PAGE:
Damning report highlights problems at ORC

The relationship between Otago regional councillors and the former chief executive was "unwell if not broken", a damning report into last year’s Clutha dumping incident has found.

The report by retired High Court Judge Sir Graham Panckhurst goes on to say there could be "fundamental problems related to leadership and culture" at the Otago Regional Council.

And it says there are serious issues around transparency at the council as advice and information was "not shared willingly, nor accurately and promptly".

Sarah Gardner. Photo: supplied
Sarah Gardner. Photo: supplied
The report comes after the chief executive of the council at the time of the incident, Sarah Gardner, left the council.

However, today, in releasing the report, council chairman Andrew Noone said that he and  interim chief executive Dr Pim Borren supported the findings of the report in full.

Sir Graham said the council needed to take action in relation to communication and transparency, and there was a "rift" between the staff, or chief executive, and councillors

"In essence it seems the problem is that staff think that councillors do not stick to their role of strategic direction and policy; and if monitoring performance councillors do not treat staff with respect," Sir Graham said.

"Councillors, however, consider that staff seek to influence strategy and policy; and as for communication that they are only told what staff wants them to know.

"If these perceptions are shown to be correct there are fundamental problems related to leadership, and culture."

The "Panckhurst Investigation" was launched after Cr Michael Laws obtained emails between council staff and the Environmental Protection Authority (EPA) last year following an EPA investigation into the dumping of demolition debris into the Clutha River in Balclutha last March.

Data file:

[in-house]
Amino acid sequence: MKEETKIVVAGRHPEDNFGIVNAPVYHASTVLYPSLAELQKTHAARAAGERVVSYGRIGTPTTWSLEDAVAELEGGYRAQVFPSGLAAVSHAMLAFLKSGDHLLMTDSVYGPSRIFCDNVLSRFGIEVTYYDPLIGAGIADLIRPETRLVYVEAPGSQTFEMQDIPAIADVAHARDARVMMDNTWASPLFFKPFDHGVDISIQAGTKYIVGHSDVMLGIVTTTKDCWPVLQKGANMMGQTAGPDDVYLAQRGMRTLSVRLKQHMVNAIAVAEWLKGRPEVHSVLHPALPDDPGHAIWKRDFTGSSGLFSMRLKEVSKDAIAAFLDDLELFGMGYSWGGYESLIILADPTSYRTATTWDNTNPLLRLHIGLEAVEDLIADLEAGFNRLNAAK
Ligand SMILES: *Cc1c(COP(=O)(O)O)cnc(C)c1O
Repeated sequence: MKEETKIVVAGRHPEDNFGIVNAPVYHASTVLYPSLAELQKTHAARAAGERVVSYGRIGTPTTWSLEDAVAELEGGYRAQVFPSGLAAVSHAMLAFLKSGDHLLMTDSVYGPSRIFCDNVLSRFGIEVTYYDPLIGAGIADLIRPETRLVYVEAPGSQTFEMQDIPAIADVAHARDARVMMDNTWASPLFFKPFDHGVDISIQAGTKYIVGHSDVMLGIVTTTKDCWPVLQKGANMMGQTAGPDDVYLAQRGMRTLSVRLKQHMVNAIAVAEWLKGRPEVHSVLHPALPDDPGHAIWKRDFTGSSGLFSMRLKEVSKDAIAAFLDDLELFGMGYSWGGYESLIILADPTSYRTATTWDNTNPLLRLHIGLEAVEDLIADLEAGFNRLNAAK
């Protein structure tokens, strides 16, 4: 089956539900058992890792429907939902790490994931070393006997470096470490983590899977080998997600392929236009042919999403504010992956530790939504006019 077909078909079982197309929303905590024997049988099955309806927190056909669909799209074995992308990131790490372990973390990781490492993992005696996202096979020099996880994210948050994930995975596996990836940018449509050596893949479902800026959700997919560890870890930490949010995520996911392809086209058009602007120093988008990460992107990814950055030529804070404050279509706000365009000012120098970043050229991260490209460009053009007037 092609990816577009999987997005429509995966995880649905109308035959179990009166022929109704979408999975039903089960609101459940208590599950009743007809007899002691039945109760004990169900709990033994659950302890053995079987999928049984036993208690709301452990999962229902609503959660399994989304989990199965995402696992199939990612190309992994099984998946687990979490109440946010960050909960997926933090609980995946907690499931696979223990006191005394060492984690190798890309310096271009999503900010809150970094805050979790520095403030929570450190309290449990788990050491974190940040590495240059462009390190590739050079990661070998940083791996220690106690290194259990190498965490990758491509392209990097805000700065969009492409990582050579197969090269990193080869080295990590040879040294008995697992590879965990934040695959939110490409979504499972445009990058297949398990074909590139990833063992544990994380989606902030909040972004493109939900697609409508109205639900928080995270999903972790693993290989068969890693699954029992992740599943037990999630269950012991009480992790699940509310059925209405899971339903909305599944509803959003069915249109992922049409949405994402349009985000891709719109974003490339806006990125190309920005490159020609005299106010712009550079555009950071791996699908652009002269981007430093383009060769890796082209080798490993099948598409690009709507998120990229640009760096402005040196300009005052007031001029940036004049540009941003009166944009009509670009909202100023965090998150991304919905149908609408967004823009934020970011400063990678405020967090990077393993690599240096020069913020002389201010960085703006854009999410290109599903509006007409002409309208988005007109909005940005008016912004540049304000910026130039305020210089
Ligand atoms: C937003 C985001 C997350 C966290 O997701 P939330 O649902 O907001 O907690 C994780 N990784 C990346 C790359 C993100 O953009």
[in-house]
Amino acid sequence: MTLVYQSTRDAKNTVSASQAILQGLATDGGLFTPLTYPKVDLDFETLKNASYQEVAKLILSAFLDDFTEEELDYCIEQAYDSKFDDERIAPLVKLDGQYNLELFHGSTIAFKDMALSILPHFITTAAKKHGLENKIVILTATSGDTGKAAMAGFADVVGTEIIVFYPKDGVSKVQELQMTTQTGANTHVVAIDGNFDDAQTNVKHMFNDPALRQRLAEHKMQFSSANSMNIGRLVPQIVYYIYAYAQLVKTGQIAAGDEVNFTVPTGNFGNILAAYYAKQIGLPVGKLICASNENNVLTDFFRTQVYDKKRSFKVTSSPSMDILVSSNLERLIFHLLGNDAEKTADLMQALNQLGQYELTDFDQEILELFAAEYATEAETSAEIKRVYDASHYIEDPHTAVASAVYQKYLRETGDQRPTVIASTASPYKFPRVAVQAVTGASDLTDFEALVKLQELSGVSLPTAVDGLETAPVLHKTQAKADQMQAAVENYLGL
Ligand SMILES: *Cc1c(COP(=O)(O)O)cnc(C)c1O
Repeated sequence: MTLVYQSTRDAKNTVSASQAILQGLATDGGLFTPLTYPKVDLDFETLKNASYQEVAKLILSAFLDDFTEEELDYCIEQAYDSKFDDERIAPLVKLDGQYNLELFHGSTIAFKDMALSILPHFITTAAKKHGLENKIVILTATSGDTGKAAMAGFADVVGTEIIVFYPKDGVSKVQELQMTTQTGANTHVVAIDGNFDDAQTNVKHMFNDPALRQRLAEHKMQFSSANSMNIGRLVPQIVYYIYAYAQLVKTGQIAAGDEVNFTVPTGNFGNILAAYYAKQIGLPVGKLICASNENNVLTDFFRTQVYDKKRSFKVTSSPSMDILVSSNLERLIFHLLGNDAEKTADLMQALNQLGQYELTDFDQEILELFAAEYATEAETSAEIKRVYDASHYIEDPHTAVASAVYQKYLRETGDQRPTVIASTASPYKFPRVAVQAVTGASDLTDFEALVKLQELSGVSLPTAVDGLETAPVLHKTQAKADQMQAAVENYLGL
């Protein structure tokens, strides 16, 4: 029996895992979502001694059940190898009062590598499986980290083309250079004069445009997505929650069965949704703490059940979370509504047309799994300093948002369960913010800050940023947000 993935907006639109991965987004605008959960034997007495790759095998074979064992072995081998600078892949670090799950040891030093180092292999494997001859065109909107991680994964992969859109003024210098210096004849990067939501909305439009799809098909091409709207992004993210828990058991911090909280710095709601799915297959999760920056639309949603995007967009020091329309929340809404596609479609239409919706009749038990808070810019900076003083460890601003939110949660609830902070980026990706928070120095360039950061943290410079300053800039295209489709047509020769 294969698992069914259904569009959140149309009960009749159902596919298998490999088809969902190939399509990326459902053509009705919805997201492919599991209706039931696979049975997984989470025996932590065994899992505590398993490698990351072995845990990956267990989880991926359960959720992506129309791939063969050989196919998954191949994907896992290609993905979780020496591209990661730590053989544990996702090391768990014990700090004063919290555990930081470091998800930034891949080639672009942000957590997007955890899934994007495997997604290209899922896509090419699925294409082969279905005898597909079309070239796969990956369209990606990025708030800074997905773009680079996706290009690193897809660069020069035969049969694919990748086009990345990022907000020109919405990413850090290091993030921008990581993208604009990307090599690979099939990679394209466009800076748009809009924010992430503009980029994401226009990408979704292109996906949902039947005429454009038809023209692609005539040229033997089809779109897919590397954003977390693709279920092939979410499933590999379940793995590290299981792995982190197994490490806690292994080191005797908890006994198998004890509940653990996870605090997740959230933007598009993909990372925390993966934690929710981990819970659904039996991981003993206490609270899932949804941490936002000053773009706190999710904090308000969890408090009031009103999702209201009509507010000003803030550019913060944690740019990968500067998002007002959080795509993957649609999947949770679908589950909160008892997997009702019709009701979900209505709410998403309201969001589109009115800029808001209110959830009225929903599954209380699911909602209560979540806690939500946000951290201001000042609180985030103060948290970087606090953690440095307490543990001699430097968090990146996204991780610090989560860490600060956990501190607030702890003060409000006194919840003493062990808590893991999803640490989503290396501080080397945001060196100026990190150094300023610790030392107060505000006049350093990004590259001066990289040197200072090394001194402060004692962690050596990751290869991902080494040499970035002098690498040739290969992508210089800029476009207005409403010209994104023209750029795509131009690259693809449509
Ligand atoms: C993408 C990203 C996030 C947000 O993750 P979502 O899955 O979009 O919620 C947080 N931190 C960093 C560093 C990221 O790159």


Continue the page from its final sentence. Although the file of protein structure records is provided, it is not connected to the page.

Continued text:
The council called in the EPA to conduct the investigation because its staff were involved in the incident.

However, the emails between the two organisations indicated the council soon brought in lawyers to protect staff and they then refused to speak to the EPA.

The resulting EPA report noted the lack of evidence limited its ability to assess the situation.

Nevertheless, the national environmental regulator later stood by its investigation as "thorough".

The construction company that dumped the debris, Andrew Haulage, was fined $1250 and the council was issued a warning letter because the construction company put the material in the river only after receiving advice from council staff.

The incident was labelled "extraordinarily embarrassing" by Cr Laws at the time.

Today, Sir Graham’s report said the communication void at the council and the absence of transparency that occurred in relation to the incident was significant.

The report confirms councillors were shocked to learn about the EPA investigation and only did after the Otago Daily Times started asking questions about it.

It goes on to make eight recommendations for the council to consider.

Cr Noone said today changes had been implemented at the council in accordance with the conclusions and recommendations of the report.

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